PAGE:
Thai Prime Minister Somchai Vongsavath
asserted that Thailand will not officially agree to buy electricity from five
power projects that are being built in Laos until after the conclusion of the
current price negotiations. Talks about new purchase agreements are ongoing between
EGAT or the Electricity Generating Authority of Thailand and the investors of
the five projects who said they needed a price hike because of higher
construction costs due to rising prices of construction materials.
lack of agreement between officials of both parties on this issue has put off at
least another year the completion of these five power projects, meaning it will
be 2015 before Laos can start exporting to Thailand the electricity generated
by these dams - namely the Nam Ngum II, Nam Ngiep, Nam Ou,
and Nam Theun I hydropower projects, and the Hongsa lignite project.
Meanwhile, in a move to show its
perception of the importance of Laos’ energy development for exports to
Thailand, the Asian Development Bank (ADB) agrees to provide Laos with a US$ 47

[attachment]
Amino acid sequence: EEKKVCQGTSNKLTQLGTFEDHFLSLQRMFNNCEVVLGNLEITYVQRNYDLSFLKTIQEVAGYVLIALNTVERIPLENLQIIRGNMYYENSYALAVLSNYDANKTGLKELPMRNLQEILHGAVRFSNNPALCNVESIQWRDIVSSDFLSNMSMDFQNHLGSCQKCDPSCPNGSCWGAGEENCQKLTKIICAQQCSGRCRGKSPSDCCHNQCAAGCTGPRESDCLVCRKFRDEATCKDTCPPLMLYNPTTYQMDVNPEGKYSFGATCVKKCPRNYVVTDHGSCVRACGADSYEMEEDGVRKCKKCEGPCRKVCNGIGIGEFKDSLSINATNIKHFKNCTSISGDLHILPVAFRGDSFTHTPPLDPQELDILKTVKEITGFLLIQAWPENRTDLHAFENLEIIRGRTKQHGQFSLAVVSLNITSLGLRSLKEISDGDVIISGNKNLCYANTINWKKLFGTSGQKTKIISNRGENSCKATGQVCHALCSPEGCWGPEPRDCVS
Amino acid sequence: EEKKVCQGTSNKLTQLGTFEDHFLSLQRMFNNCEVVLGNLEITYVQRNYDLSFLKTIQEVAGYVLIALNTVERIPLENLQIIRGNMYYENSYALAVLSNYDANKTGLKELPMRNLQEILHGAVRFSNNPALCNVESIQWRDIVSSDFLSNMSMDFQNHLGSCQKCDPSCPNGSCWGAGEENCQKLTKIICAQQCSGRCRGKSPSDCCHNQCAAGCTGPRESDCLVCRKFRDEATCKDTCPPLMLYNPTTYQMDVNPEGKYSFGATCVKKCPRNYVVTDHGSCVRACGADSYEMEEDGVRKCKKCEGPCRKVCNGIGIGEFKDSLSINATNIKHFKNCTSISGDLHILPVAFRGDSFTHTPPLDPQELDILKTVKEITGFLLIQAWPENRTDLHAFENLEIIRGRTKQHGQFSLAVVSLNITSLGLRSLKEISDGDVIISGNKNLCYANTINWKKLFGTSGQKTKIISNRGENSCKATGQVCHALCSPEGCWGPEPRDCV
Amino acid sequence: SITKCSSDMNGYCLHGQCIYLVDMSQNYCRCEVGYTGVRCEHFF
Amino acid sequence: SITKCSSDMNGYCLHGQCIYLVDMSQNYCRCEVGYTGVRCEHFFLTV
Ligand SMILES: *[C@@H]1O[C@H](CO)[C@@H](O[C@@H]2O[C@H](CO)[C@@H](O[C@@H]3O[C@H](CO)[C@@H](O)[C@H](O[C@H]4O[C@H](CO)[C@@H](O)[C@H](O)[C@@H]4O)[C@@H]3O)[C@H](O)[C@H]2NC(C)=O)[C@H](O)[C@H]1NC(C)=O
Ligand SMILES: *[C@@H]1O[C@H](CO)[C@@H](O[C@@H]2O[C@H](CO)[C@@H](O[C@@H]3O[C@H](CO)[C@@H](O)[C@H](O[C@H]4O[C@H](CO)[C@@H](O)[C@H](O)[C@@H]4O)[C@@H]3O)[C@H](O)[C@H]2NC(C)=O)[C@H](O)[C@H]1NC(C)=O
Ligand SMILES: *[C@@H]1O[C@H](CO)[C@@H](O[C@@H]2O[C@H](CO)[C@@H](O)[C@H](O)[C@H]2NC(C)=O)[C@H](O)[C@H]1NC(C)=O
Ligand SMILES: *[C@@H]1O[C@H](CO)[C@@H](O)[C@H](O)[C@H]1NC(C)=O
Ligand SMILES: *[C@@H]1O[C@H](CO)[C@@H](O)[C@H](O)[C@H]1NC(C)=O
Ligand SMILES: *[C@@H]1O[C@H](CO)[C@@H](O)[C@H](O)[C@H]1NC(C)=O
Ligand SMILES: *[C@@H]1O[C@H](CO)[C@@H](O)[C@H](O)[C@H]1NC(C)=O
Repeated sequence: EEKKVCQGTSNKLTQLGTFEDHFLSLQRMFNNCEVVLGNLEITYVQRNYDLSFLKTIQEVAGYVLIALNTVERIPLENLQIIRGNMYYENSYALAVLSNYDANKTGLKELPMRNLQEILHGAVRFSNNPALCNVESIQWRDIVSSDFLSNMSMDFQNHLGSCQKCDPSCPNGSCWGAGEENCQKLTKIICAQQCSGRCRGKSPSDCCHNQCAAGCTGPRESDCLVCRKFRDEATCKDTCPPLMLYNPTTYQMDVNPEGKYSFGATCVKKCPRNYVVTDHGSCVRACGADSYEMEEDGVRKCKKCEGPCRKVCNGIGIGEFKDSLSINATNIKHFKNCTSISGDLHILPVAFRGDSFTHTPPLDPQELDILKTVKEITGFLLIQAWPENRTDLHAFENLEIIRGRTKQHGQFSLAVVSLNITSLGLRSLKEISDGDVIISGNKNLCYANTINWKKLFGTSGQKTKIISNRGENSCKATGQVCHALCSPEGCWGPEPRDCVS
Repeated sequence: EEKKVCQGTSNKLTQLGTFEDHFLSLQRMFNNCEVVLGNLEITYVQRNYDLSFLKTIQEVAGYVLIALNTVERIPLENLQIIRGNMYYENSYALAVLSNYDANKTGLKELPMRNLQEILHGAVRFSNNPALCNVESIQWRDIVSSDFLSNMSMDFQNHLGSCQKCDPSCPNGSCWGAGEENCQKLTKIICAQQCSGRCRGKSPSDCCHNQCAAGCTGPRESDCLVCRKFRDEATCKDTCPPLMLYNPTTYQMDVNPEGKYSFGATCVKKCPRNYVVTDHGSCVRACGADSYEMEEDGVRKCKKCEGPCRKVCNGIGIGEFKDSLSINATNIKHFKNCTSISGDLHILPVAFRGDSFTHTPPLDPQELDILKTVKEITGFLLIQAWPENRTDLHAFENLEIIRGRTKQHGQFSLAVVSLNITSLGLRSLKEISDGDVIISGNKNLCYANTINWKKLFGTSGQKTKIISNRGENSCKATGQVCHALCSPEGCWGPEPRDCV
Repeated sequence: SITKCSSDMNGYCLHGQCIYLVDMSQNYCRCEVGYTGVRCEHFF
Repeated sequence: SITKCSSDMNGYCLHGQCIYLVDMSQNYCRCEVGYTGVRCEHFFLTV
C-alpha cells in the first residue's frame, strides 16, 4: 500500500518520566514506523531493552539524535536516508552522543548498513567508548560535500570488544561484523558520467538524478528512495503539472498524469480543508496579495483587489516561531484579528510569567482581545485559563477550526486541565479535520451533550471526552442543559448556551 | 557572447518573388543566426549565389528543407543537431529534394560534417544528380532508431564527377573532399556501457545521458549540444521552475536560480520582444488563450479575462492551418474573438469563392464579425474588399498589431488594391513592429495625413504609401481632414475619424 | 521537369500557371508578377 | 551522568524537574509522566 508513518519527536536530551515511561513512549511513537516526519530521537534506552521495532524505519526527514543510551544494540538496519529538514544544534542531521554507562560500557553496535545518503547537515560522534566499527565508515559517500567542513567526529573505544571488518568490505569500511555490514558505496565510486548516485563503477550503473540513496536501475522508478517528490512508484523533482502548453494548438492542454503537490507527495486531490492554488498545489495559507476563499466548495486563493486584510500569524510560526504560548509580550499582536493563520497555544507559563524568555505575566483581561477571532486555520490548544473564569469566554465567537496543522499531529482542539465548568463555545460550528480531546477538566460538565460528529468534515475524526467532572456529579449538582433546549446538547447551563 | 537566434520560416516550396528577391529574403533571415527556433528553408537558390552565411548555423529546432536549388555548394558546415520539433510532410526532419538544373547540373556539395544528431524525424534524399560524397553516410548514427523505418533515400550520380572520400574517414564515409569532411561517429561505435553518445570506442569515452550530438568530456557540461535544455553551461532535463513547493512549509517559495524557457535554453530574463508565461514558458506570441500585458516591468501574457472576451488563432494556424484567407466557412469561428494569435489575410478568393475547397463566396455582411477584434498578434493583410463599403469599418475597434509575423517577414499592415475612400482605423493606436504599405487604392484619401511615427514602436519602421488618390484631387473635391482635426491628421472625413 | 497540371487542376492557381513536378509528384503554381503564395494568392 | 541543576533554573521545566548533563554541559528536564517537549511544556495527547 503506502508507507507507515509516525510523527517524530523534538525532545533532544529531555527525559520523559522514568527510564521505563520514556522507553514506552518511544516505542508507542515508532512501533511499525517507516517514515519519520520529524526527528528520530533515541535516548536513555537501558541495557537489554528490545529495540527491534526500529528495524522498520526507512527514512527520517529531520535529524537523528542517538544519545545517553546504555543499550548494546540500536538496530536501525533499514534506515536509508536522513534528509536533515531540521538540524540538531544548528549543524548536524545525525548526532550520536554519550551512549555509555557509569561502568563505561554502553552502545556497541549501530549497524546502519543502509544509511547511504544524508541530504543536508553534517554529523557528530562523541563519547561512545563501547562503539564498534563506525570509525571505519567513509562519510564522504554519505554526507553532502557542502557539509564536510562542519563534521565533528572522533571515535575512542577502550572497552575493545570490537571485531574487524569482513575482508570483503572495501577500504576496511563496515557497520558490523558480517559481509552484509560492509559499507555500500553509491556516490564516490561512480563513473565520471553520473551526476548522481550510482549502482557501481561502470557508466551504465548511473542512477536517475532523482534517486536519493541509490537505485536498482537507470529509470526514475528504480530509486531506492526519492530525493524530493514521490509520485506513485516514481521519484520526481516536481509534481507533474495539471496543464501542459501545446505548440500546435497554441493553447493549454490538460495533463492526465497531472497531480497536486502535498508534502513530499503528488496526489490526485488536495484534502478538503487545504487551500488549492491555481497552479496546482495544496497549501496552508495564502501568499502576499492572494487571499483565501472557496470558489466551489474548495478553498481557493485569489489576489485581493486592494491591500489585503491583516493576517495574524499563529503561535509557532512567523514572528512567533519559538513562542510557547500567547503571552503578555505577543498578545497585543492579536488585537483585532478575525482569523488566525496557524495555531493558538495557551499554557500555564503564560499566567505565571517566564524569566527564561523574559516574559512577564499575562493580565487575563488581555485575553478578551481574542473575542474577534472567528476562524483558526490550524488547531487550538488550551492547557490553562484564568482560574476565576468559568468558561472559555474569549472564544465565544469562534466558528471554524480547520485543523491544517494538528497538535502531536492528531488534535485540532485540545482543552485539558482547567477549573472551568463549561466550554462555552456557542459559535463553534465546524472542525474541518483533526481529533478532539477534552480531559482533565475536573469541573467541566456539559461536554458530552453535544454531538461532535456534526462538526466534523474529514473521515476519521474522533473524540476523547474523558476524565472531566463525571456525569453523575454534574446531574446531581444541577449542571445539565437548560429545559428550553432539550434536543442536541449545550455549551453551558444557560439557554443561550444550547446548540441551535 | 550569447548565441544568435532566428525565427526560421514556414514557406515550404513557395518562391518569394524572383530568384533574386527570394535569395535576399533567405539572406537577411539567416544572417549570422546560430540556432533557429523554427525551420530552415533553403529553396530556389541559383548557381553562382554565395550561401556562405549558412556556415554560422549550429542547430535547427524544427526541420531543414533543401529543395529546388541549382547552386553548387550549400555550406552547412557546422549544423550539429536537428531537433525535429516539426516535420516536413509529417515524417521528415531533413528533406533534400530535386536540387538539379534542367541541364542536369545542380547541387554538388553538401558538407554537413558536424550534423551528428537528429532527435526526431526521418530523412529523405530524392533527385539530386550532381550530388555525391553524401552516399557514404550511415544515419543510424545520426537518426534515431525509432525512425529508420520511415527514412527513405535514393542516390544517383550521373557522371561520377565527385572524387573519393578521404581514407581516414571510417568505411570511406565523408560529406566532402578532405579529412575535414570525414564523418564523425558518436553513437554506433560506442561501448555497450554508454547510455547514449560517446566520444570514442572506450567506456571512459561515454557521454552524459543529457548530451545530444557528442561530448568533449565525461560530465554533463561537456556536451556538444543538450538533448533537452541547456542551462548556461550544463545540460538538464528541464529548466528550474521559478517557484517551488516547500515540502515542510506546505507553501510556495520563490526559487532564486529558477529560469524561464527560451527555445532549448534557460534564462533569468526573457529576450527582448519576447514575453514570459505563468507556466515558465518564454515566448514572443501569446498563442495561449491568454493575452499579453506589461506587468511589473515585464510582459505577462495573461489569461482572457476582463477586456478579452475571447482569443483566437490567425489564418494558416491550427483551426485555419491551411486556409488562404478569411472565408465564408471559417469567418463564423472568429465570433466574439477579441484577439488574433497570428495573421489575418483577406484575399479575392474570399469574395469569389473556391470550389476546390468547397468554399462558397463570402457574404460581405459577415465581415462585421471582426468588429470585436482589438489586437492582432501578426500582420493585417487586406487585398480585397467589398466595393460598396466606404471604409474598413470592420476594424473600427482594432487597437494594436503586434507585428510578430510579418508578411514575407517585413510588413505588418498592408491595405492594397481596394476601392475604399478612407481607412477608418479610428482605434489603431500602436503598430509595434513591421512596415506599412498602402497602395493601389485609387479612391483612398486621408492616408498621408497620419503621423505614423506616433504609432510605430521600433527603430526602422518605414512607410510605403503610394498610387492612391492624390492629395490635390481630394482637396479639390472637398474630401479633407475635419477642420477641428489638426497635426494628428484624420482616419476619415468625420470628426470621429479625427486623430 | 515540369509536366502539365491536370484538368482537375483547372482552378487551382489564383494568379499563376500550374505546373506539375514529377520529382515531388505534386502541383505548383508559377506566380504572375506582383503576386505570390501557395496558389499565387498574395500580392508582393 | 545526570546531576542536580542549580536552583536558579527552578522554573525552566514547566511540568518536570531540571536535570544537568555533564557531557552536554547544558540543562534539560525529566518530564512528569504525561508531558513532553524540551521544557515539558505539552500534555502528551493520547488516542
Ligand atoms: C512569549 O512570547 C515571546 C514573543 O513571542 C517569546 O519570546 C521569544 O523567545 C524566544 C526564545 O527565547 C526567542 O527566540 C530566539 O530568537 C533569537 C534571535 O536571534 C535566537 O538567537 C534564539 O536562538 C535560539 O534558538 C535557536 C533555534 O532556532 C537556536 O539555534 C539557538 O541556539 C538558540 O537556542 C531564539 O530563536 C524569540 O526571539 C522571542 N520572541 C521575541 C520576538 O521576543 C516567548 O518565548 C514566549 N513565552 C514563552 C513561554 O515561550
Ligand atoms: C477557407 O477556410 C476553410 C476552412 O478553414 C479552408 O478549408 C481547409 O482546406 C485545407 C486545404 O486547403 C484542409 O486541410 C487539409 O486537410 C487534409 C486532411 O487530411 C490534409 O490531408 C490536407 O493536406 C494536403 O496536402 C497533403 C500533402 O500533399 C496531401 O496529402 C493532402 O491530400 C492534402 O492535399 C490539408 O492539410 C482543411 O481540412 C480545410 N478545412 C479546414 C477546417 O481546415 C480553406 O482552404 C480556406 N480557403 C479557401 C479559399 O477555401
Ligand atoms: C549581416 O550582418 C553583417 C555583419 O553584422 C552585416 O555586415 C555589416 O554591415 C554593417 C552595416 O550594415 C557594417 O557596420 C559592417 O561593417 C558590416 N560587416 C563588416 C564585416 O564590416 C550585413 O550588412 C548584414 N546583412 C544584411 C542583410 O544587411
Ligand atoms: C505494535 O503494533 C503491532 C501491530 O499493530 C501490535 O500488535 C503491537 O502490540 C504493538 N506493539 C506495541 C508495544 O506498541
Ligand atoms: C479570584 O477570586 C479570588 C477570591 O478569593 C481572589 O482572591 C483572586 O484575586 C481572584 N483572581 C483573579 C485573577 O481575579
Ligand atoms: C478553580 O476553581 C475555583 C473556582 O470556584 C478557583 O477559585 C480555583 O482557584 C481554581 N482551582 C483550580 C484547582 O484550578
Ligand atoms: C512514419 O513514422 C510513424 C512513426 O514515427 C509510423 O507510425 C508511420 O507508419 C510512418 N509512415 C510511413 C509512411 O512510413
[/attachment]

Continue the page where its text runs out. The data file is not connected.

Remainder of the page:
million loan to enable Laos to pay for its share in the investment of the 440-megawatt
Nam Ngum III hydropower project, a joint investment with Thai and Japanese
investors in which the Lao government holds a 23% stake. This ADB loan is significant to Laos’ plans to
promote foreign investments in power projects to enable it to export as much as
8,000 megawatts of electricity from as many as 29 power projects, as well as to
provide electricity to up to 90% of Laos’ total households by 2020. Currently, Laos is able to meet the energy
needs of only 59% of the more than 1
million households across the country, living mainly in urban areas.
Listen to Songrit's report for more details in Lao.